Wednesday, September 14, 2005


The finished loaf, resplendent with olives, caraway seeds and dried tomatoes. I just shared it with a friend with some fresh cheese, smoked pork loin with a chilli and tomato relish.


Now if I had some of the Scatchings sponsor product....... "Professor Phardtpounder's Colon Cleaner Hot Sauce" the afternoon would have been complete. Yet somehow I'll have to go without.

I don't believe this stuff would be allowed to travel across international waters via plane, ship or submarine. It sounds like some sort of seriously potent dangerous good, unclassifiable...... and I'm not even going to even think about getting it through Australian customs. I'd be on the person of interest "A" list in an instant.


  • I don't believe this stuff would be allowed to travel across international waters via plane, ship or submarine.

    We could find out :-)

    I could wrap it up all patriotic-like. These gestures of international goodwill signify steadfast resolve in the great big war against evil. Customs official themselves are phardtpounders, in a way. They're bound to understand the logic: unlcean colons mean the terrorists have won.

    By Blogger Deleted, at 3:44 pm  

  • You have no idea how good that looks right now :(

    By Blogger Misha, at 10:37 pm  

  • It does look good. My deepest respect, for although I will follow recipes closely, my results rarely come out looking like something one would expect to eat. But as I usually only cook for myself, I'll notice how good it tastes and deem the new look appropriate.

    By Blogger Peter (the other), at 1:44 am  

  • Nice one mate. Good choice of things to eat it with too.

    By Anonymous JtH, at 7:26 am  

  • It's still great. It's been sitting in the corning wrapped in Glad (Sarin) Wrap.

    Just had some toast and it was excellent. I think I'm going to get seriously into this bread mamking thing.

    By Blogger Johnno, at 8:17 am  

  • I'm not sure which of the two is more addictive: breadmaking or bread eating. I'm partial to a sourdough myself. The problem being: butter. And a hot loaf. In our household we truly could live on bread alone. My wife drives to the next town just to pick up a decent baguette. And our local baker - a guy named Breadman Garth - loses money making bread, in fact had all his equipment seized by Revenue Canada - which, yes, can happen in this country, you can lose your shirt and still somehow owe the gov't money - anyway, he loses it all and his little one shop franchise name - then fires up again, and you gotta assume he's just plain addicted to the dough. As opposed to the dough. If you know what I mean.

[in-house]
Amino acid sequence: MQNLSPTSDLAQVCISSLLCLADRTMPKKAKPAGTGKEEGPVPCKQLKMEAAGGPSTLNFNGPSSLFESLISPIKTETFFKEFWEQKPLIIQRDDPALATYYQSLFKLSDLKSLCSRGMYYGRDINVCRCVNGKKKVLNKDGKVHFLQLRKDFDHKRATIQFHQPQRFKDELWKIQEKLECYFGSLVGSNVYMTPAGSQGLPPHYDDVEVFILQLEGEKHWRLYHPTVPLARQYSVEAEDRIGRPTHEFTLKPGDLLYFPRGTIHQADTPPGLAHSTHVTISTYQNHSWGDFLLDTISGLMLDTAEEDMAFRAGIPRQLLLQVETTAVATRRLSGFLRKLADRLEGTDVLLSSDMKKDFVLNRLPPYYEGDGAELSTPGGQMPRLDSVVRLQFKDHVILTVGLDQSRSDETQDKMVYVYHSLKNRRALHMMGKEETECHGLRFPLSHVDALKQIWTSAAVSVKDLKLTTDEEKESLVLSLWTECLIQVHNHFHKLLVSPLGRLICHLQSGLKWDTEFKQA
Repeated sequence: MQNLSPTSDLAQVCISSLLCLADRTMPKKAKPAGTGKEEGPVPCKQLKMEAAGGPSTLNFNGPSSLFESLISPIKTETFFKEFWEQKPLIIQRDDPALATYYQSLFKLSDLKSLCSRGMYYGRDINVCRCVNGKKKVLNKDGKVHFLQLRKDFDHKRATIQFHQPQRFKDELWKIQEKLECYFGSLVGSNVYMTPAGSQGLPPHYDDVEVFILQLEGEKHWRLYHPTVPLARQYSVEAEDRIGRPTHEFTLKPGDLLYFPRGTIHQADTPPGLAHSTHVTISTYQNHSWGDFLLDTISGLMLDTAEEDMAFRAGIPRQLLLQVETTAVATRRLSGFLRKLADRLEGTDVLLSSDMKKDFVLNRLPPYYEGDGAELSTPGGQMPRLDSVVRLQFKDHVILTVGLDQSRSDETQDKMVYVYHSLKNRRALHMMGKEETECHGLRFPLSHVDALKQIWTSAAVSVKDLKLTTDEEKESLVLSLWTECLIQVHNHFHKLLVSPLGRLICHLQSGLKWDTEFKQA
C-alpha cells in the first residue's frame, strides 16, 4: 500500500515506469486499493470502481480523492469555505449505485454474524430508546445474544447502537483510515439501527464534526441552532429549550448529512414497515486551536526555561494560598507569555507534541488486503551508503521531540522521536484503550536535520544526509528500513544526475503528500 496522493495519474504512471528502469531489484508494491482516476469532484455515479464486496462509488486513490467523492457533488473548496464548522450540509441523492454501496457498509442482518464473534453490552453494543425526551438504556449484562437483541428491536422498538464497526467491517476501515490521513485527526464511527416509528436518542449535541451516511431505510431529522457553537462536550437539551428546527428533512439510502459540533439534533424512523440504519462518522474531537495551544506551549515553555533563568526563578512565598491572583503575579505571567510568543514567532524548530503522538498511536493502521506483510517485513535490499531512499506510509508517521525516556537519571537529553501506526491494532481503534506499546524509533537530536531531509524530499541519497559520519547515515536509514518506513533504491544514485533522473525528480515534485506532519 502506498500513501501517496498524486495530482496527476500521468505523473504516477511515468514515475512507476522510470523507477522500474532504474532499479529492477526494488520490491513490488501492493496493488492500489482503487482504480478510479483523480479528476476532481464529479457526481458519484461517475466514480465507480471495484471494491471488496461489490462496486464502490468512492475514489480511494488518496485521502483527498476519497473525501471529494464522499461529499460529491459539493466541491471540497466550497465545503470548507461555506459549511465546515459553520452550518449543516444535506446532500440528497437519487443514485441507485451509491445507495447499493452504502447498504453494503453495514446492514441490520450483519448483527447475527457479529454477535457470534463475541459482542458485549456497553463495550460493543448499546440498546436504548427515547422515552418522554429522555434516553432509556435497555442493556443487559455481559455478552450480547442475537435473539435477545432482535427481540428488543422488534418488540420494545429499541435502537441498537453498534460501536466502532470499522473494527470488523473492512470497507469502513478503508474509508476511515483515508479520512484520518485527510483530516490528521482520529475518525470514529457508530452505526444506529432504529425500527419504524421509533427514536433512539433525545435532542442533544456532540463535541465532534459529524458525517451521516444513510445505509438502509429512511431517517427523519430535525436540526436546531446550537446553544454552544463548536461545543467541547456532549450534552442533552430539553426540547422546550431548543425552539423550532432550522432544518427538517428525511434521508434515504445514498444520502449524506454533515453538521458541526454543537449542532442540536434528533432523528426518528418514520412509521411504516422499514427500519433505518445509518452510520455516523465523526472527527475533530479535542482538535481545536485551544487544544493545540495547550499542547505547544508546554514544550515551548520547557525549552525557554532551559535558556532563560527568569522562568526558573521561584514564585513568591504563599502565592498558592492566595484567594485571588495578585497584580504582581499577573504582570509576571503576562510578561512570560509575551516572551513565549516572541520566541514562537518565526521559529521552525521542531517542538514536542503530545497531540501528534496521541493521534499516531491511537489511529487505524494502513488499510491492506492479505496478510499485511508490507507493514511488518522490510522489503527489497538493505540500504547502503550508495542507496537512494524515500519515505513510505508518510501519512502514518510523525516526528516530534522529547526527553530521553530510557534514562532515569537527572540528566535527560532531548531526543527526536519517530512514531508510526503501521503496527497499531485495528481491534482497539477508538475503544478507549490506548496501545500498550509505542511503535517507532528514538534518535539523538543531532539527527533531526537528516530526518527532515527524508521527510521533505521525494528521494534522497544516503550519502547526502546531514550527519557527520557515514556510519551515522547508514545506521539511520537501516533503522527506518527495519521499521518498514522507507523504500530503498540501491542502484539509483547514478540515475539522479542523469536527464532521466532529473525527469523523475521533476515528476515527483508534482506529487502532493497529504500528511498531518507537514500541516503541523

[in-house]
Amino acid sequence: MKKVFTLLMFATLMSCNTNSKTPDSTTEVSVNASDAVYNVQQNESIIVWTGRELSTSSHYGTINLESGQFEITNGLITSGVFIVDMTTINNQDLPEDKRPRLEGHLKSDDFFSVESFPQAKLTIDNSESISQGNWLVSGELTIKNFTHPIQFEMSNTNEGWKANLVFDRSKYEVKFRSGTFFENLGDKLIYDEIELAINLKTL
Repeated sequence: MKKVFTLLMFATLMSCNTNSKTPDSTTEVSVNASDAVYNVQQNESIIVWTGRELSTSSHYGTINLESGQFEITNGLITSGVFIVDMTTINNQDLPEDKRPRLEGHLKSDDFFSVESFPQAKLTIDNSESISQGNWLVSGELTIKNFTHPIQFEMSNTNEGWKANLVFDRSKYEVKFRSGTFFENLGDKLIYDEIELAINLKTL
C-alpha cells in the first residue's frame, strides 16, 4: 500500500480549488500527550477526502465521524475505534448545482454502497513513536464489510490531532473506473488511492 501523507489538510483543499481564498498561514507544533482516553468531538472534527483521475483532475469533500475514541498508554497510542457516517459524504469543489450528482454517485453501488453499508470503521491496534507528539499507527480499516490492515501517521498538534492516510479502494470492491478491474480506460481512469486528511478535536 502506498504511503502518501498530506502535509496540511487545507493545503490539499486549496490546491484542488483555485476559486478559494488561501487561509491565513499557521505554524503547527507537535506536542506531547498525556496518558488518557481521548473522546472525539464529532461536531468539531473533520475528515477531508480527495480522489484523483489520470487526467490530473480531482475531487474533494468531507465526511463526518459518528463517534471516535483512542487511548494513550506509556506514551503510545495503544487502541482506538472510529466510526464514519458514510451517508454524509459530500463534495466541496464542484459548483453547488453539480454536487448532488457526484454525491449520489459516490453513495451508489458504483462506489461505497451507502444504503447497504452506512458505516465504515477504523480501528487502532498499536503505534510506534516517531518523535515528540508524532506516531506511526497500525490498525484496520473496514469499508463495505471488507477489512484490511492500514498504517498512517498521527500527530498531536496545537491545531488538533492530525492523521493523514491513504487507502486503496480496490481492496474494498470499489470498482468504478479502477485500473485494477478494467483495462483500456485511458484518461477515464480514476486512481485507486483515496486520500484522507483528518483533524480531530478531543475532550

Sin of all sins, I have to admit I've given into the bread machine. It's a time thing. And a heat thing. But now that summer has passed and the cool mornings are here, maybe it's time to fire up the oven. In fact, I'm going to get off my butt and start a starter now. We'll be in full breadmaking mode by the weekend! Thanks for the inspiration.

    By Anonymous moff, at 11:21 pm  

  • I'm back from my little adventure and I'm going to do some more of the bread thing today. Whilst in Adelaide, my Mum supplied me with some fresh olives that she had brined and seasoned herself from raw olives.

    They are superb. great big fat Kalamata olives that are almost like mushrooms. They will be great on this bread.

    Moff, good bakers are hard to find and when you do they are something to hold on to. I'm more into butter too, although from time to time I'll drizzle some good olive oil on the bread. Sourdough is difficult to come by in these parts, I've only had it once or twice.

    And a bread making machine is better than buying those plastic loaves from the supermarket!

    By Anonymous the-open-mind, at 6:29 am  

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